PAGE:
But it doesn't take an economic genius to figure out that if government spending is cut sharply at a time when an economy is already depressed the fall in demand will only make matters worse.
This is the downward spiral that the Greek economy has been locked into for the past few years. With the economy shrinking, tax revenues fall, and the budget deficit increases. To cover the gap, the government is forced to borrow money, but in the Greek case, the loans have come only on condition that spending be cut even more to reduce the deficit. But the cuts reduce growth even further, unemployment goes up, and government revenues decline even faster than government spending, so the budget deficit gets bigger, not smaller.
Many liberals hoped that when Barack Obama was first elected in 2008, he would be the new Franklin Delano Roosevelt and initiate a 21st century New Deal that would both revive the economy and shift the balance of power in the U.S. back in the direction of labor.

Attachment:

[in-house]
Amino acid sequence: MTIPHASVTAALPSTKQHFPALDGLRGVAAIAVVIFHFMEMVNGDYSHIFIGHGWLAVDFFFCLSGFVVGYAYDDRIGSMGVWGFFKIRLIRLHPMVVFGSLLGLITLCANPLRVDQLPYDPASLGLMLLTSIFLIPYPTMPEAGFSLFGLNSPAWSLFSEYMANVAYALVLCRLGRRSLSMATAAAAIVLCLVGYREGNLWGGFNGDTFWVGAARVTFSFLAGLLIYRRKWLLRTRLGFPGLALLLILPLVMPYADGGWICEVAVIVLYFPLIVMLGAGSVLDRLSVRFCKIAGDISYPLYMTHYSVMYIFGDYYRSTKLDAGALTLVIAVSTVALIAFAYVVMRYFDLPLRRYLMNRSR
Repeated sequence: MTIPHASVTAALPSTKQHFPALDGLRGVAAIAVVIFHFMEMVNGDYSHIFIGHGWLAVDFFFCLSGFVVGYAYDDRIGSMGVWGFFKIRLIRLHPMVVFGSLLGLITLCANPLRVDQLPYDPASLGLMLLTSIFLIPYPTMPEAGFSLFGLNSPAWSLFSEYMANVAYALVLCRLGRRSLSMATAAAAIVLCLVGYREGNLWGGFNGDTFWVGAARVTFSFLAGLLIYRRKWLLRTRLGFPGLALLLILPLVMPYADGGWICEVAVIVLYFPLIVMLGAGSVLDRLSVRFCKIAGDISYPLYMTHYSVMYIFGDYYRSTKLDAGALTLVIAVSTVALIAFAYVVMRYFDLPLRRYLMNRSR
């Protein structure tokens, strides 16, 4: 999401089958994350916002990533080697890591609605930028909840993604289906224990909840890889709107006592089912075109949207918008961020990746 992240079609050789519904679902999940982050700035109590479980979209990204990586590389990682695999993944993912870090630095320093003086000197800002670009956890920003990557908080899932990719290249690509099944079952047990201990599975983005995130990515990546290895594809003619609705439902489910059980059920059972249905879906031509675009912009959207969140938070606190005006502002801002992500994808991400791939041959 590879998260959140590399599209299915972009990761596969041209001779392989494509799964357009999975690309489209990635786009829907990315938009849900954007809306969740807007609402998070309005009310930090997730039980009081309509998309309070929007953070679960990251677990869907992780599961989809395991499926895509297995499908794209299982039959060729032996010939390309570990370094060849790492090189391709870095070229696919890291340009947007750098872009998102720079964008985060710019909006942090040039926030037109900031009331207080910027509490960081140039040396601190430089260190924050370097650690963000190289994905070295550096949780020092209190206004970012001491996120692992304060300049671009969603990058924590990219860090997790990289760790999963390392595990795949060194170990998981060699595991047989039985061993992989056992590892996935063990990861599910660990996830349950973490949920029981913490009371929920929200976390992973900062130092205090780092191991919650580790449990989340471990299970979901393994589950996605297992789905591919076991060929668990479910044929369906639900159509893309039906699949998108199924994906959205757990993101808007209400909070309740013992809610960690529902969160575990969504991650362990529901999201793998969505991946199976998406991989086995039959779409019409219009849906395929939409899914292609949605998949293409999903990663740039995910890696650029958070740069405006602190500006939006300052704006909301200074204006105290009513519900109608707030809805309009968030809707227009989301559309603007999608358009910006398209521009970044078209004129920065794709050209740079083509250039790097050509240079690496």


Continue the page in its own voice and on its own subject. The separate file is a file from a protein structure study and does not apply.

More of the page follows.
The hopes were short-lived. Obama did push through a substantial stimulus package in his first year that stopped the U.S. economy from going into free fall, but which was not big enough to produce strong growth or make any significant reduction in unemployment. Since then, however, Obama has accepted the Republican view that budget deficits are the main problem, and since his reelection, he has taken the lead in proposing cuts to Social Security and Medicare.